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Monthly Archives: August 2017

The Rights of a Son

In my last post, I talked about living the mature life above the promises.  This teaching is carried on throughout the New Testament.  It’s not just a verse pulled out of context, but a scriptural theme that has been all but ignored by the church.

But when the time had fully come, God sent his Son, born of a woman, born under law, to redeem those under law, that we might receive the full rights of sons.
Galatians 4:4-5

In his letter to the Galatians, Paul talks about this life of sonship in Christ.  It’s something that I’m still trying to walk in the fullness of.

But what really began to set me free was when I realized that the promises are the rights of sons.  For instance, this means that the promise associated with tithing has been fulfilled.  God rebukes the devourer because I’m a son.

We need the revelation that we now receive the promises based upon sonship.  It’s not up to me to fulfill the promise.

For if those who live by law are heirs, faith has no value and the promise is worthless, because law brings wrath.  And where there is no law there is no transgression.
Therefore, the promise comes by faith, so that it may be by grace and may be guaranteed to all Abraham’s offspring – not only to those who are of the law but also to those who are of the faith of Abraham.  He is the father of us all.
Romans 4:14-16

This is a foundational passage in our knowledge of how the promises are obtained in Christ.  The blessing is received, not by my working to do the requirements, but by faith in the One who has already fulfilled them.

This truth is not only given to us by Paul but also by Peter as well.

His divine power has given us everything we need for life and godliness through our knowledge of him who called us by his own glory and goodness.  Through these he has given us his very great and precious promises, so that through them you may participate in the divine nature and escape the corruption in the world caused by evil desires.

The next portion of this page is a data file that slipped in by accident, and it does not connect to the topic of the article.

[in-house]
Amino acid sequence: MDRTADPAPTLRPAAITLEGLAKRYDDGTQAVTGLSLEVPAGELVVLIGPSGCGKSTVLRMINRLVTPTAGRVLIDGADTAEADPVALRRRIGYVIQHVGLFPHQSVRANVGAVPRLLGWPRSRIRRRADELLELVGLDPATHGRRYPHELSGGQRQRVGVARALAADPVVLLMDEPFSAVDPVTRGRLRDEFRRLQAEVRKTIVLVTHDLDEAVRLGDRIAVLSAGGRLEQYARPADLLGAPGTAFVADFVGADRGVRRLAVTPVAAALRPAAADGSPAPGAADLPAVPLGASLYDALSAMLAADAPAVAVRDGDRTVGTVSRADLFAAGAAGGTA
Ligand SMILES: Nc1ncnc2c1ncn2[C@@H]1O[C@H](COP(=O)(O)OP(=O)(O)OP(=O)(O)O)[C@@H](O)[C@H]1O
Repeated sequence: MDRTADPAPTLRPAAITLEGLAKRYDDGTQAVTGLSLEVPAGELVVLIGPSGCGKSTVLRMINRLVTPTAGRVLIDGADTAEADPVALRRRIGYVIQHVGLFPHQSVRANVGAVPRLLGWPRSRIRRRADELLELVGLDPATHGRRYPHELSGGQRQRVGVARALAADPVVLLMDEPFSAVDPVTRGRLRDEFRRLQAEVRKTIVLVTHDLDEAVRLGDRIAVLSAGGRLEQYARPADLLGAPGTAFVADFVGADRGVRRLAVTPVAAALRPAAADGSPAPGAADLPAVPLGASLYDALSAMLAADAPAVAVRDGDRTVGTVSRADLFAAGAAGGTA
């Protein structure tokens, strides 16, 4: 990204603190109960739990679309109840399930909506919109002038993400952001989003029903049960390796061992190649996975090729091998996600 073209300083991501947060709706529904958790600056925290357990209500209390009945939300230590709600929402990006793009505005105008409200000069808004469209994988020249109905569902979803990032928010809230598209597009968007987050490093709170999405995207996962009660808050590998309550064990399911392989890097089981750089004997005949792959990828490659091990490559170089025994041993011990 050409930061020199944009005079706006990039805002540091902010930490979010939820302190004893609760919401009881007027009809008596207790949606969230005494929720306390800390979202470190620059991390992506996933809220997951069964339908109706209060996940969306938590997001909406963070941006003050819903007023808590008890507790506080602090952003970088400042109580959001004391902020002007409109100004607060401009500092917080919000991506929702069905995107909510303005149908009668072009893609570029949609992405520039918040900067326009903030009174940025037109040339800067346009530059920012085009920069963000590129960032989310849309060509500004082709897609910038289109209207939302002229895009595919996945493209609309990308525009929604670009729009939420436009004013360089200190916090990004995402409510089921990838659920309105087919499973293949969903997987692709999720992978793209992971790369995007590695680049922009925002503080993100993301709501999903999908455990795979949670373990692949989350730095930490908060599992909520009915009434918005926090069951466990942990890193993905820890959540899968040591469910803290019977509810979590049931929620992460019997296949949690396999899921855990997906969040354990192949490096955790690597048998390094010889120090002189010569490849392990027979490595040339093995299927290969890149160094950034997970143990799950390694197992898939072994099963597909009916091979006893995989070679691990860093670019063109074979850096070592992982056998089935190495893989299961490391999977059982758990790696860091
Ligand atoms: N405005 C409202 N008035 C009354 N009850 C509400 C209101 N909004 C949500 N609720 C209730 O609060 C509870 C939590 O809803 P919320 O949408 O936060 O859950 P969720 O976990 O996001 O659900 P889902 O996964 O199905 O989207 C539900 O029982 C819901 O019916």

2 Peter 1:3-4

The phrase, through these, obviously refers to the glory and goodness of God, not our works of righteousness.  As a matter of fact, the implications of this go deeper than we have yet discussed.

According to this verse, the reason God blesses us is so that we might actually be participants, sharers, in His divine nature.  You will not find the call for us to fulfill the requirements of the promises anywhere in the New Covenant.

If that’s true, then what are the promises for?  We can look at it this way; each promise has two halves.  There are the requirements and the blessing.  According to the New Testament, Jesus came to fulfill the requirements of the promises.  We receive the blessing of the promise because of His finished work on the cross, and because we’re in Him.

As I’ve said before, you need the whole truth to be effective.  That’s why it’s so important to understand the work that Christ did to redeem us.

Question: Why is it so hard for us to accept that Christ has finished this work on the cross?

© Nick Zaccardi 2017

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Posted by on August 30, 2017 in Legalism, Sonship, Spiritual Walk

 

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Breakthrough to Maturity

I’m continuing my study of Paul’s letter to the Galatians.  In his teaching about the error of legalism, he now begins to talk about our sonship in Christ.

I’ve found that there’s a certain level of frustration in our growth to maturity.  We’d like to arrive there quickly and easily.  Unfortunately, just like in physical growth, spiritual maturity takes time and consistency.

Paul writes about it in this section.

What I am saying is that as long as the heir is a child, he is no different from a slave, although he owns the whole estate.  He is subject to guardians and trustees until the time set by his father.  So also, when we were children, we were in slavery under the basic principles of the world.
Galatians 4:1-3

This is a truth that many have missed.  Our position in Christ is not enough for us to experience the manifestation of His power.  If you’re a spiritual child, you have the position of righteousness and holiness.  But you’re still in slavery to the principles of the world.

Spiritually, you own everything that Christ has purchased for you on the cross.  But practically speaking, you’re living out your life never experiencing the reality of it because you’re a child.  We have to come to the realization that position only gets you into the presence of God.  When it comes to the power of God, you need the freedom and authority of adulthood.

As spiritual children, we’re still under the supervision – literally the guardianship and training –of the law.  I think you’ll be surprised by this aspect of childhood.